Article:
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N.Korea vows to boost deterrent, US rejects demand
Updated: 2004-10-24 11:02

North Korea threatened on Saturday to double the size of its nuclear deterrent and the United States rejected its conditions for a resumption of talks, leaving the two nations in a dangerous stalemate.

A day after North Korea set three conditions for returning to six-party talks on its nuclear programs, it warned Washington to drop its "hostile policy" aimed at unseating the DPRK leadership or face a more potent atomic arsenal.

"If the United States persistently pursues its confrontational hostile policy toward the DPRK (the Democratic People's Republic of Korea) from the viewpoint of escapism, it will only compel the DPRK to double its deterrent force," the main newspaper in North Korea said in a commentary published by the official KCNA news agency.

North Korea has never said how many nuclear weapons it has and usually refers ambiguously to its "deterrent force." U.S. officials say the North could have between two and eight weapons.

On Friday, North Korea said it would consider returning to the talks if Washington drops its hostile policy, is prepared to join a compensation package in return for the North freezing its programs and allows discussion on South Korea nuclear experiments.

US Secretary of State Colin Powell, who is in the region seeking to revive negotiations, said the demands could be addressed in the six-party talks, which also include China, Japan, South Korea and Russia.

But he ruled out considering improving a U.S. proposal until North Korea, which has refused to return to the talks since June, shows what it will give in exchange at the negotiating table.

"Any outstanding issues that are holding up the progress should be dealt with in the context of the (six-party) discussions, not by press statements or rhetoric going back and forth," Powell told reporters on his plane en route to Tokyo.

The United States has offered compensatory aid -- from South Korea and Japan rather than Washington -- in return for a freeze as a first step to Pyongyang dismantling its atomic projects.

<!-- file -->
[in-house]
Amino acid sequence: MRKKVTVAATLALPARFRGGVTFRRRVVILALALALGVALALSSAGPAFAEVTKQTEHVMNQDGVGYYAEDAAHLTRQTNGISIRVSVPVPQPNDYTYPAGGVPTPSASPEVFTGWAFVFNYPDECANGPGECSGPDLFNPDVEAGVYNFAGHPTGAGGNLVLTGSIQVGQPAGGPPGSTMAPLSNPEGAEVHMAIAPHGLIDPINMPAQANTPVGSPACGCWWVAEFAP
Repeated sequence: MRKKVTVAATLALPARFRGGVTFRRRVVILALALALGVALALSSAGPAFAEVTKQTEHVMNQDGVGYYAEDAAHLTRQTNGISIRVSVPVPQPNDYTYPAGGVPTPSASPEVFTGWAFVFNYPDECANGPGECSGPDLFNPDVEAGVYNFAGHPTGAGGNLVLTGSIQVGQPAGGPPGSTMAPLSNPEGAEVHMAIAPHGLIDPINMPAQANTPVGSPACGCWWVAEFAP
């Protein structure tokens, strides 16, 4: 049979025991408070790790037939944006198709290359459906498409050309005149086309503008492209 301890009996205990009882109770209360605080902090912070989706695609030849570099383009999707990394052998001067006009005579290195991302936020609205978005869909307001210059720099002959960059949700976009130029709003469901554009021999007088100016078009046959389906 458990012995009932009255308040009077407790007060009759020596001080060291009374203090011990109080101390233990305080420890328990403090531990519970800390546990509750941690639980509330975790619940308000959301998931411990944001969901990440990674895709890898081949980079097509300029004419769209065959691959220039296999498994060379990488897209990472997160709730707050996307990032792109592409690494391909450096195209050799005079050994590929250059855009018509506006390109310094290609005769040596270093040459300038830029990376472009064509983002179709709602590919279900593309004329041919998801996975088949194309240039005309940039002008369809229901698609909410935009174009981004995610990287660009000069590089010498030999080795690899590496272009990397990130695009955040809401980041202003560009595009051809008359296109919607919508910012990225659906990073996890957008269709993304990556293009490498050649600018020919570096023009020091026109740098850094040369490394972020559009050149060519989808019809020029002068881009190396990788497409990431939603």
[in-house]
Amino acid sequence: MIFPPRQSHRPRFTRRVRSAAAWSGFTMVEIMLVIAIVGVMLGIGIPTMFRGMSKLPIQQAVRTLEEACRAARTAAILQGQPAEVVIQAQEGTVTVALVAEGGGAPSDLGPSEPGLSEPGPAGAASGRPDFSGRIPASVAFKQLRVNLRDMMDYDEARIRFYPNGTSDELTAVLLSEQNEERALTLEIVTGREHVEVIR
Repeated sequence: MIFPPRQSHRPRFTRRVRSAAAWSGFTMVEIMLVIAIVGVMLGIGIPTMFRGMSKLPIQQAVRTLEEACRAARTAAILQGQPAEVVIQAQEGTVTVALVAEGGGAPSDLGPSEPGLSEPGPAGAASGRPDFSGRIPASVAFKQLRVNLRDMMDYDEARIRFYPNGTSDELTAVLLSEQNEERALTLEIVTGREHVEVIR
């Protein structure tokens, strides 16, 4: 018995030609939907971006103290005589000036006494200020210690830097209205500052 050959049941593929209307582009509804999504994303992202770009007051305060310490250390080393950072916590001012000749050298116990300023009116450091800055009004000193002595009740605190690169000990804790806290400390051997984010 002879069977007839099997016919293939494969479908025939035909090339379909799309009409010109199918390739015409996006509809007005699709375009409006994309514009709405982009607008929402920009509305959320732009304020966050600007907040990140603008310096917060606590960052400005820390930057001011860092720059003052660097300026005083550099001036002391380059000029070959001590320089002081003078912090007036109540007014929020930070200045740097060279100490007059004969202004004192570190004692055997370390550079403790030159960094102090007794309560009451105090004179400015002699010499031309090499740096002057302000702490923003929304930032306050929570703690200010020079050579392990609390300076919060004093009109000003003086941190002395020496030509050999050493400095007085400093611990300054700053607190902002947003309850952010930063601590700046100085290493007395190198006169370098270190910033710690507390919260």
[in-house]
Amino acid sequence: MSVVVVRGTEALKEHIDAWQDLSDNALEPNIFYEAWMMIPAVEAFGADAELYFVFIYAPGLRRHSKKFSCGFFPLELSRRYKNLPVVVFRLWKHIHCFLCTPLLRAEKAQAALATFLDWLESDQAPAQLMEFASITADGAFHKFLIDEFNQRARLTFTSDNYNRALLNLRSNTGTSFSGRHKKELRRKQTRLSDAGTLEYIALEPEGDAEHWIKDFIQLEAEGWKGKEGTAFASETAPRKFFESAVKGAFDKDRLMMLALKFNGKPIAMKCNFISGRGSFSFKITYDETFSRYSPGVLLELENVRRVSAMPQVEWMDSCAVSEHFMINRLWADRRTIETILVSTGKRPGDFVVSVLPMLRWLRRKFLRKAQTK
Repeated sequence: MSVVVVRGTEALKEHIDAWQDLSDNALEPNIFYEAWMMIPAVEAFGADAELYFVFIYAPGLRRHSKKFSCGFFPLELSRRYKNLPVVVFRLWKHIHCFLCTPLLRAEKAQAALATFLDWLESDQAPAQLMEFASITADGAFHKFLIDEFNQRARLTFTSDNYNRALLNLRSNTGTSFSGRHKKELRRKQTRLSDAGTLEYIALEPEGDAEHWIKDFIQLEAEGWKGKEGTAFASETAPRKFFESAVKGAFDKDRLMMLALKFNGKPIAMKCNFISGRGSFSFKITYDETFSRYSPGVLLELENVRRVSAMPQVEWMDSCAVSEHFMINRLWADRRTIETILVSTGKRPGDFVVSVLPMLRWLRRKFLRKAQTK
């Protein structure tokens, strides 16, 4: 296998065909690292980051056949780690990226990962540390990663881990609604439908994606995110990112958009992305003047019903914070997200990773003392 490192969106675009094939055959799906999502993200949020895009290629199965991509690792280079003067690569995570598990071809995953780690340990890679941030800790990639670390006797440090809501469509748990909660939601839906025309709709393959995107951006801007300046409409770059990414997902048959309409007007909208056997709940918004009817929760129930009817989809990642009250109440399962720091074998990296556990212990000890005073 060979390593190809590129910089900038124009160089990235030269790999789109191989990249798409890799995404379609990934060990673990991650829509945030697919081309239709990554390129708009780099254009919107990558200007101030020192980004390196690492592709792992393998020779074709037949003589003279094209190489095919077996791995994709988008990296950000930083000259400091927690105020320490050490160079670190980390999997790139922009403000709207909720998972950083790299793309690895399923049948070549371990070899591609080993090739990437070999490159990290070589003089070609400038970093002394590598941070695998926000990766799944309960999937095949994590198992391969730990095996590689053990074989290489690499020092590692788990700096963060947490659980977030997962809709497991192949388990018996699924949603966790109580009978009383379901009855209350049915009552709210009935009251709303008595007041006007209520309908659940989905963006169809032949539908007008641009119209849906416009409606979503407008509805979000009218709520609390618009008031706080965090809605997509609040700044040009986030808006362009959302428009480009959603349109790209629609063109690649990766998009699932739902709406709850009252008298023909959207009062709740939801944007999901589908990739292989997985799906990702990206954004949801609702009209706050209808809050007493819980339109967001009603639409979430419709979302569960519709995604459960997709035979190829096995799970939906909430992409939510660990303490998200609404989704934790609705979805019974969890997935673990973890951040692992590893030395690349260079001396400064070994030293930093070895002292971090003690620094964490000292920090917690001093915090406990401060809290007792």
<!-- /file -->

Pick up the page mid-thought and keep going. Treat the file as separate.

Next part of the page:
The United States has been leading slow-moving negotiations since the latest nuclear crisis erupted two years ago when its diplomats said North Korea admitted it was running a covert uranium enrichment program. Pyongyang has since denied this.


On his first trip to the region for 18 months, Powell will also visit China and South Korea and seek to convince his negotiation partners the Bush administration will remain committed to the talks.

But some senior U.S. officials have misgivings about the talks and would prefer to confront and isolate North Korea and presidential Democratic candidate Sen. John Kerry has criticized the administration's mixed signals.

Pyongyang has suggested Powell's trip is merely to keep up the appearance during President Bush's reelection campaign that he is committed to the six-party talks.

Washington suspects Pyongyang is stalling to wait for the outcome of the Nov. 2 election because Kerry favors bilateral talks, which North Korea hopes would lead to more concessions.

The North Korean commentary on Saturday said the root cause of the hostile U.S. policy was that Washington wanted to retain military influence in the region.

The United States holds an international naval exercise in the region next week aimed at stifling any North Korean proliferation.

In a separate report on Saturday, KCNA listed what it said was South Korea's secret nuclear weapons developments over decades. Seoul denies having such a program.

Pyongyang said South Korea was seeking to build a nuclear submarine as part of what it calls Seoul's nuclear-arms scheme and urged it to drop the plan immediately, South Korea's Yonhap News reported on Saturday.

South Korea has denied the submarine plan, which was first raised early this year.

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